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Tags: programming, git, best practices

One of the most underestimated skills that a developer can have is the ability to make well documented, clean commits. Writing good commits can save everyone involved in project tremendous amounts of time, money and effort.

Other developers can quickly see what changes you made and why, and is extremely useful when tracking down when bugs where introduced.

A Skill that requires practice

Choose a project, preferably one that you have been working for some time and has had least a few dozens commit. Now take a look at your commits and try to back track your work. Not pretty right? At least it wasn’t for me; I had to take a hard look at my workflow and realize that I was approaching commit messages more than an annoyance that needed to be quickly bypassed instead using them as valuable tool for team and myself.

In order to help me make my commits consistent I setup the following 5 basic guidelines that my commit messages should try to implement:

1- Keep your commits clean

By clean we are referring at the actual files that are part of a commit; and only adding the files that really need to be part of the actual commit or even the repository.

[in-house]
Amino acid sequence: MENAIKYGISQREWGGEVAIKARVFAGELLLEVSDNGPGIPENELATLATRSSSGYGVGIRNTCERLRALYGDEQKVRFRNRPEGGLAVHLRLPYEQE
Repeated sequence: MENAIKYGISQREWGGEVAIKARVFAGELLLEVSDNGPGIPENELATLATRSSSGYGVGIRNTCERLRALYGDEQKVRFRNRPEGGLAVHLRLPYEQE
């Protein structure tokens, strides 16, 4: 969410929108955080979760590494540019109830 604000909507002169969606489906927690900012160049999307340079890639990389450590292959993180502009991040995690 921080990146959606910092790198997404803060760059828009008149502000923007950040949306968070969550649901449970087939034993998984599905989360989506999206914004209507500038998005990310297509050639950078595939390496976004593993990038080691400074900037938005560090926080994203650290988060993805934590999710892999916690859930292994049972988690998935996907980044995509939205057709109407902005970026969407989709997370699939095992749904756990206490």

I have see many times commits that include log files, tmp/x folders, IDE configuration files, media files. This is not only unnecessary but adds a lot of overhead and possibly increases the size of a repository.

2- Commit early, Commit often

Commit as soon as you have one change ready, thing of your commits as brief snapshots you can use to roll back. Or even better different save games that allow you to go back at specific spots and approach a problem different.

By committing often we are creating a development history that we can use as reference and in the worst case scenario to roll back in case of a problem.

3- One whole change per commit

While I was already doing this with my regular commits I found that many new developers where packing multiple changes into a single commit, and writing messages like:

Fixes vulnerability #222 Changes css class Rewrites controller

Having multiple changes all into a single commits makes a bug harder to track down and complicates the process of rolling back

4- Specify why was the change made

Let’s take a quick look at the previous message not only are multiple changes applied inside the same commit but we don’t have any of clue of what was the reason behind that change.

One new practice that applying is adding a small reason sentences with a description of why the change was implemented for example:

Rewrites controller Reason: The controller need be changed to implement x and y feature

5- Specify what was changed

Ok so our original commit message looks better but something still missing from it, we are not specifying that we change exactly, saying:

Rewrites controller

It’s not very specific a much better commit message would be:

Rewrites some/module/CheckoutController.php

This simple guidelines can save you of a lot of headaches down the road, and if another developer has to look back at the changes that where implemented on a project, he is able to quickly follow the history of the project.

What do you think of what I said?

Share with me your thoughts. You can tweet me at @allanmacgregor.